The James Webb Space Telescope may have already found the oldest galaxy ever seen

Just a week after its first images were shown to the world, the James Webb Space Telescope may have found a galaxy that existed 13.5 billion years ago, a scientist who analyzed the data said Wednesday.

Known as GLASS-z13, the galaxy dates back 300 million years after the Big Bang, about 100 million years earlier than anything previously identified, Rohan Naidu of the Harvard Center for Astrophysics told AFP.

“We are potentially looking at the farthest starlight anyone has ever seen,” he said.

The farther the objects are from us, the longer it takes their light to reach us, so looking back into the distant universe means seeing into the deep past.

Although GLASS-z13 existed in the first era of the Universe, its exact age remains unknown as it could have formed at any time within the first 300 million years.

GLASS-z13 was spotted in so-called “early release” data from the orbiting observatory’s main infrared imager, called NIRcam, but the discovery was not revealed in the first set of images released by NASA last week.

When translated from infrared to the visible spectrum, the galaxy appears as a red spot with white in the center, as part of a larger image of the distant cosmos called a “deep field”.

Naidu and colleagues, a team of 25 astronomers from around the world, presented their findings to a scientific journal.

For now, the research is published on a prepress server, so it comes with the caveat that it has yet to be peer-reviewed, but it has already stirred up the global astronomical community.

“Astronomy records are already crumbling and others are shaky”, tweeted NASA chief scientist Thomas Zurbuchen.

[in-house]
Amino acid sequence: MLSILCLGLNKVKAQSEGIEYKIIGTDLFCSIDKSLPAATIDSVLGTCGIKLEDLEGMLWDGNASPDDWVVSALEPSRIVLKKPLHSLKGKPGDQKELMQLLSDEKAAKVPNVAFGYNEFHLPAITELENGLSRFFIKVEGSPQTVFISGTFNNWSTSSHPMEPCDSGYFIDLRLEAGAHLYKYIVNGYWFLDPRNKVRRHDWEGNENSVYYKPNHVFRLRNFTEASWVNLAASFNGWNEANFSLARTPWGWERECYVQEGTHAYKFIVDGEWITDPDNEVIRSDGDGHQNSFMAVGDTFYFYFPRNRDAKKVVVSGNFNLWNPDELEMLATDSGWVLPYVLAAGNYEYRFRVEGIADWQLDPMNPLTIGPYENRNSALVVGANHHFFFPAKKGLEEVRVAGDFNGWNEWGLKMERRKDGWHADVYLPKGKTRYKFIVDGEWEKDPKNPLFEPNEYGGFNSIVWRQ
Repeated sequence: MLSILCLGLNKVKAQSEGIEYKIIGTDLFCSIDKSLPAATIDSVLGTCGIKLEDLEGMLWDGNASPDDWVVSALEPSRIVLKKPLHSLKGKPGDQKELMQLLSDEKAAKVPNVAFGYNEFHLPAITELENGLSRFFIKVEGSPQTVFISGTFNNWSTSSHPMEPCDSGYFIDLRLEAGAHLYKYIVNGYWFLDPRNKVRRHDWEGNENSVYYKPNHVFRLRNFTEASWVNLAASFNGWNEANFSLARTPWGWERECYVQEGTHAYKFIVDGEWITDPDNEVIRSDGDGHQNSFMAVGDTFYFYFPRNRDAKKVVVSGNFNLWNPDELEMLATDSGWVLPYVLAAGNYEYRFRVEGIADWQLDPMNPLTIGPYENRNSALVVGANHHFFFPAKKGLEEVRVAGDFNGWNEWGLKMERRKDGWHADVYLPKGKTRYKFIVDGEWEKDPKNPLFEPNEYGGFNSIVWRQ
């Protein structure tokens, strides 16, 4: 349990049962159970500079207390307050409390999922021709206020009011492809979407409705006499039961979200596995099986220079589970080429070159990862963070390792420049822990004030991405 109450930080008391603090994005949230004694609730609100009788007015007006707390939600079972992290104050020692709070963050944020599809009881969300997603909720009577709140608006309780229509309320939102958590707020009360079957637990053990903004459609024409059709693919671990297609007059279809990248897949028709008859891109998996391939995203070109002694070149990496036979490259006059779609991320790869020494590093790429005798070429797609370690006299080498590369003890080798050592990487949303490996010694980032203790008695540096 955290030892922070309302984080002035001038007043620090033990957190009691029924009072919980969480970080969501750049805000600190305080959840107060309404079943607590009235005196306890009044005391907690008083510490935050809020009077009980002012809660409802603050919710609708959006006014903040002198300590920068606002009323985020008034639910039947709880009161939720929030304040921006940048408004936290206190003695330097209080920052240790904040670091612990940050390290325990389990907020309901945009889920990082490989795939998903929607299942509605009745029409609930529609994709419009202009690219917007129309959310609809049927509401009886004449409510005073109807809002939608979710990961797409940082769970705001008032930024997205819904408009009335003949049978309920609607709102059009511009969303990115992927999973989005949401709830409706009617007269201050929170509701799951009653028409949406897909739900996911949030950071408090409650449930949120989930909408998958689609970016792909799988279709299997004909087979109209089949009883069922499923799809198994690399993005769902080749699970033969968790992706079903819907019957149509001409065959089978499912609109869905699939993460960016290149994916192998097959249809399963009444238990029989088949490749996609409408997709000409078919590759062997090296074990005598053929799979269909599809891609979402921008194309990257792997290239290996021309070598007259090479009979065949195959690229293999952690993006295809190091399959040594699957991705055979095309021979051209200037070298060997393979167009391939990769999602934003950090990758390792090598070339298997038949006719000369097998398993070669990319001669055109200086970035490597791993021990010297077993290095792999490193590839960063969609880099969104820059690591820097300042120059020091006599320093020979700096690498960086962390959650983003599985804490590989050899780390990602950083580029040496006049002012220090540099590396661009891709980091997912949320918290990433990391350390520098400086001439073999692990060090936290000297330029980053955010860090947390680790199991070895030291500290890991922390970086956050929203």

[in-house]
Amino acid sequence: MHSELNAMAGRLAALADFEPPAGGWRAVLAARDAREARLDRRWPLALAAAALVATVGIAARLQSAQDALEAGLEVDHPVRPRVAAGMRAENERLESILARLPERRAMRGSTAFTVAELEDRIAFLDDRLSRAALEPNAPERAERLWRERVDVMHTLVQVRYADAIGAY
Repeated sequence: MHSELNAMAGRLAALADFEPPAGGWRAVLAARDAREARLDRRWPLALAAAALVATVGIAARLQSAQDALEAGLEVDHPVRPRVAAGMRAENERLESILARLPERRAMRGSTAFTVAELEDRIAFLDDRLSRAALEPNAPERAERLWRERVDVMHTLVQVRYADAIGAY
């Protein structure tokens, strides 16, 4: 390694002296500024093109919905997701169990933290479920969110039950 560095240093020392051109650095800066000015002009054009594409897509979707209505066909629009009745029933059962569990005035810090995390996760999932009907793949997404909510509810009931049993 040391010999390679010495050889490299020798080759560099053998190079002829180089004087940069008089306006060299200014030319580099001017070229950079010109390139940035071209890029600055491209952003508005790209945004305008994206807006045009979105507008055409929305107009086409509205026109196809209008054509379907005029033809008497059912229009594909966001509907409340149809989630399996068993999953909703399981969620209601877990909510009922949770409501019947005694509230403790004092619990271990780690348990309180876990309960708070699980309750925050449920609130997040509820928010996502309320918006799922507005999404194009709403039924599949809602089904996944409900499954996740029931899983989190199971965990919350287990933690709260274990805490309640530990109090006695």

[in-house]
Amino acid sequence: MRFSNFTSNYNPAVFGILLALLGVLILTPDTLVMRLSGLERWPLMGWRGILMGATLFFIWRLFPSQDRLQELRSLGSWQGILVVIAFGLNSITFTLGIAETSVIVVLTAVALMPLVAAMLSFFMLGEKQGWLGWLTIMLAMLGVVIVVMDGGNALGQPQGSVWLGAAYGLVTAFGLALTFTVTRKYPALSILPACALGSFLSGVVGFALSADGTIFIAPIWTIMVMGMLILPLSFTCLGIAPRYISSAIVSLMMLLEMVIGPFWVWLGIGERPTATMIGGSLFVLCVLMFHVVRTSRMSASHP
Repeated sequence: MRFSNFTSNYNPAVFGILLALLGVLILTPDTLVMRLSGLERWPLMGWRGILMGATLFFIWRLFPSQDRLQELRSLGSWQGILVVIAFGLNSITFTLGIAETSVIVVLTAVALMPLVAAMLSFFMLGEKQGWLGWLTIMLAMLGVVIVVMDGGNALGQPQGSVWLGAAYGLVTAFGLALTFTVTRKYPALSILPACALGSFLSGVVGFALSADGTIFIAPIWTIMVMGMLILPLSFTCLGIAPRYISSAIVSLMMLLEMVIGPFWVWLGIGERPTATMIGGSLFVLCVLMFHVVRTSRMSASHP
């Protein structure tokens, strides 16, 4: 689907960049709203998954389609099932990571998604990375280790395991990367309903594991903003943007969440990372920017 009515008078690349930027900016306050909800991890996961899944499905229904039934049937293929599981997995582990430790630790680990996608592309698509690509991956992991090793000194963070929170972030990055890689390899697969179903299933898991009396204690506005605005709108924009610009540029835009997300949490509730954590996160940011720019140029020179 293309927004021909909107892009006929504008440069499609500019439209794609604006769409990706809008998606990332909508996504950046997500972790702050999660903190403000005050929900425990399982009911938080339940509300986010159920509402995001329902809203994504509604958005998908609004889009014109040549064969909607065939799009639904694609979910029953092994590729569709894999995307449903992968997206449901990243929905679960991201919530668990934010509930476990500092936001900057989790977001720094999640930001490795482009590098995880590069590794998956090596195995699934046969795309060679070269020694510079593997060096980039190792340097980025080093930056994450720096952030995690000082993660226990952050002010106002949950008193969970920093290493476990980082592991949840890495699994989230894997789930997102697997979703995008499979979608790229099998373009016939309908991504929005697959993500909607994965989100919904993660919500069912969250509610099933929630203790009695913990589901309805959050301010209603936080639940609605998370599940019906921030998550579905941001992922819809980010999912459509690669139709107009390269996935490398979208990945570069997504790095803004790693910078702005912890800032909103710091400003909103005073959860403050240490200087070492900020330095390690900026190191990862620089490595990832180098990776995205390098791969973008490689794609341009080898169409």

“Yes, I tend to cheer only when the science gets a clear peer review. But it looks very promising,” he added.

Naidu said another team of astronomers led by Marco Castellano who worked on the same data reached similar conclusions, “so this gives us confidence.”

‘Work to do’

One of Webb’s great promises is its ability to find the first galaxies that formed after the Big Bang 13.8 billion years ago.

Because these are so distant from Earth, when their light reaches us, it has been stretched by the expansion of the Universe and moved into the infrared region of the light spectrum, that Webb is able to detect with unprecedented clarity.

Naidu and colleagues analyzed these infrared data from the distant Universe, looking for a telltale signature of extremely distant galaxies.

Below a certain infrared wavelength threshold, all photons – packets of energy – are absorbed by the neutral hydrogen of the Universe which lies between the object and the observer.

Using data collected through different infrared filters aimed at the same region of space, they were able to detect where these drop-offs in photons occurred, from which they inferred the presence of these more distant galaxies.

“We looked in all the early data for galaxies with this very surprising signature, and these were the two systems that had by far the most convincing signature,” said Naidu.

One of these is GLASS-z13, while the other, less ancient, is GLASS-z11.

“There is strong evidence, but there is still work to be done,” Naidu said.

Specifically, the team wants to ask Webb’s managers for the telescope’s time to perform spectroscopy, an analysis of light that reveals detailed properties, to measure its precise distance.

“Right now, our guess for distance is based on what we don’t see – it would be great to have an answer for what we see,” said Naidu.

However, the team has already taken over some surprising properties.

For example, the galaxy is the mass of a billion Suns, which is “potentially very surprising, and it’s something we don’t really understand” given how soon after the Big Bang formed, Naidu said.

Launched last December and fully operational last week, Webb is the most powerful space telescope ever built, with astronomers confident it will herald a new era of discovery.

© Agence France-Presse

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